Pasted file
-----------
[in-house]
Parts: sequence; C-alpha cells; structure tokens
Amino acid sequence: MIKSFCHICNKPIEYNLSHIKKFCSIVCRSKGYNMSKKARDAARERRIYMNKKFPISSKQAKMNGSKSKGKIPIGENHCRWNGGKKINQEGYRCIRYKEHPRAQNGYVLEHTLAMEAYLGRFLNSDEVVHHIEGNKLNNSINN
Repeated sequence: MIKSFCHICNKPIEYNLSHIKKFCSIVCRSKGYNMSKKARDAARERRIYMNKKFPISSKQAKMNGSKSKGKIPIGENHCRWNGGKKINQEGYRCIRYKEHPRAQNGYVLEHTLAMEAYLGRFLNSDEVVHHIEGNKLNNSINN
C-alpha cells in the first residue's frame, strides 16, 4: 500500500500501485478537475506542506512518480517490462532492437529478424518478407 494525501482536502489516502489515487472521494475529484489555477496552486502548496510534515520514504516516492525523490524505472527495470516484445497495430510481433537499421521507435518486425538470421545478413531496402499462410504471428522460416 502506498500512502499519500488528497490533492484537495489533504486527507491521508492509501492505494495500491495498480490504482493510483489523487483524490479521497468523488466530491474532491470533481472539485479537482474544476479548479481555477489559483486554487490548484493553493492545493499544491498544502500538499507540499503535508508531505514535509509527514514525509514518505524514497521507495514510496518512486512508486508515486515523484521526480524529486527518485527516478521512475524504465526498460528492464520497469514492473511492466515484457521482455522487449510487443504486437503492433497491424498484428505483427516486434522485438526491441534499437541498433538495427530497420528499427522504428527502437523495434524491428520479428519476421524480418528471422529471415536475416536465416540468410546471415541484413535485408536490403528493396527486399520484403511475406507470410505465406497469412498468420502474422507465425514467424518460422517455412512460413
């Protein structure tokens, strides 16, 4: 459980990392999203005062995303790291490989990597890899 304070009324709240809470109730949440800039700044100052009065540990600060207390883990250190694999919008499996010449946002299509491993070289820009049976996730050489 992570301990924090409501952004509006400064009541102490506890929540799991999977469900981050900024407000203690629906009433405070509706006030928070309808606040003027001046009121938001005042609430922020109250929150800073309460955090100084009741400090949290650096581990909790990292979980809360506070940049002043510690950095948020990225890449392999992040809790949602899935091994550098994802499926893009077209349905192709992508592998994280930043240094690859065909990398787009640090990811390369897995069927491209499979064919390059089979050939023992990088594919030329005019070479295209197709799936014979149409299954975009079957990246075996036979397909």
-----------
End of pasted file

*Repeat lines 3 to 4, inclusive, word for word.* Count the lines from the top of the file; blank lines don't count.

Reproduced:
Amino acid sequence: MIKSFCHICNKPIEYNLSHIKKFCSIVCRSKGYNMSKKARDAARERRIYMNKKFPISSKQAKMNGSKSKGKIPIGENHCRWNGGKKINQEGYRCIRYKEHPRAQNGYVLEHTLAMEAYLGRFLNSDEVVHHIEGNKLNNSINN
Repeated sequence: MIKSFCHICNKPIEYNLSHIKKFCSIVCRSKGYNMSKKARDAARERRIYMNKKFPISSKQAKMNGSKSKGKIPIGENHCRWNGGKKINQEGYRCIRYKEHPRAQNGYVLEHTLAMEAYLGRFLNSDEVVHHIEGNKLNNSINN